WTO GPA Update #5

WTO building

The WTO Committee on Government Procurement (Committee) has issued its annual report (GPA/134). In that report, it took stock of the status of accessions to the WTO Government Procurement Agreement (GPA), its work programs and development of arbitration procedures. This post notes the highlights of that report, in particular with respect to China’s accession negotiations.

Stocktaking of GPA Accessions: The most significant activity in the Committee in 2015 centered on accessions: Montenegro and New Zealand became GPA parties: Moldova and Ukraine were approved for GPA membership; and Australia and Tajikistan commenced negotiations to join the GPA.

China’s GPA Accession Negotiations: During 2015, the GPA parties held several substantive discussions with China on its latest (fifth) revised offer. China reiterated its commitment to GPA accession and its willingness to continue discussions with the parties to try to find a solution to the terms for its accession. However, it also informed the parties that its latest offer included all of the substantive concessions that it was authorized to make under its current national conditions. It indicated that any further expansion of coverage would depend on future reforms, such as those underway for state-owned enterprises (SOEs) and the military. But, it could not offer any timetable for such reforms. China suggested that the best course may be for the parties to let it accede in the near future on the basis of its latest offer, with perhaps some improvements and an understanding that its coverage could be expanded over time. The parties responded by emphasizing that further significant improvements would be needed in order to conclude China’s accession. A number of parties urged China to submit a sixth revised market access offer in 2016.

Work Programs: The GPA parties have made progress on four work programs that were initiated in 2014 when the revised GPA entered into force. Those work programs address issues that were not resolved during the revision of the Agreement and take up new issues. They are intended, inter alia, to enhance transparency relating to parties’ approach to facilitating participation by small and medium-sized enterprises (SMEs) in government procurement, collecting statistics on procurement, promoting sustainability in parties’ procurement processes, and parties’ exclusions and restrictions in their market access commitments. Work on a 5th work program – on safety standards in international procurement – has been deferred.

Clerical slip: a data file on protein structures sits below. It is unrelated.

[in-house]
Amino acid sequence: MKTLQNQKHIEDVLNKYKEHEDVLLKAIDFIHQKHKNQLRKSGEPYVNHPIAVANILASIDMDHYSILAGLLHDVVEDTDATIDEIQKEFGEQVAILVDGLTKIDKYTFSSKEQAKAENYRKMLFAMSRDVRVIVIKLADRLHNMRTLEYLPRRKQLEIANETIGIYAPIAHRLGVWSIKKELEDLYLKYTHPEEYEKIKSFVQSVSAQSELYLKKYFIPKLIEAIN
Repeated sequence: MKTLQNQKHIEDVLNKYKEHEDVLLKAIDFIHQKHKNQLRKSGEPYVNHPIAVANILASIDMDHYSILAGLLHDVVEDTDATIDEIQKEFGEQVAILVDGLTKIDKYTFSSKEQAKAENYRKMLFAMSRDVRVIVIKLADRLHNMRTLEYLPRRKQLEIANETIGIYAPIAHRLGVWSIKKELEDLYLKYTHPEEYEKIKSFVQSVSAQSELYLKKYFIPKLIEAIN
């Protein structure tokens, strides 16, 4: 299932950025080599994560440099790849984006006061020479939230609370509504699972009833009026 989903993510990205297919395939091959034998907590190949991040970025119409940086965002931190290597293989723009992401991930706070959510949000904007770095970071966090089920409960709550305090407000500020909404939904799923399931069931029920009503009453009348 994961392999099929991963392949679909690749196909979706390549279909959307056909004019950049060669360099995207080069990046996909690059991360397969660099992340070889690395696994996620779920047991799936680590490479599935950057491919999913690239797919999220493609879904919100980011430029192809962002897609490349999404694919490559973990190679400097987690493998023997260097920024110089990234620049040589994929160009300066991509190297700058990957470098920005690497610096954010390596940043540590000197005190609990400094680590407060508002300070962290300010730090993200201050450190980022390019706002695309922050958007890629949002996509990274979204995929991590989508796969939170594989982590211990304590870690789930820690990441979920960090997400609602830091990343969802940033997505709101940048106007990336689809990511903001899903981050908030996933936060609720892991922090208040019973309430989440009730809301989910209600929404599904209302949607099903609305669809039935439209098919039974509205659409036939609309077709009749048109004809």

Arbitration Procedures: The Committee is close to finalizing arbitration procedures, which are called for in the revised GPA. The procedures are intended to facilitate resolution of objections to the proposed withdrawal of an entity from GPA coverage on the basis that government control or influence over the entity has been effectively eliminated. They may be adopted at the Committee’s next meeting in February 2016.

Revised Checklist for Accessions: In October, the GPA parties updated the “Checklist of Issues for Provision of Information Relating to Accession to the Revised Agreement on Government Procurement” (Checklist) (GPA/132). The Checklist is an important element in negotiations to join the GPA, as it provides a means for acceding countries to provide information on their government procurement regimes, including procurement laws and regulations and procuring entities. The updated Checklist reflects changes in the revised GPA and supersedes a 2000 Checklist. For example, to correspond to provisions added in the revised GPA, the Checklist includes a new section on avoidance of conflicts of interest and prevention of corrupt practices, and also seeks information on measures to promote the conservation of natural resources and protect the environment.

Jean Heilman Grier

December 4, 2015

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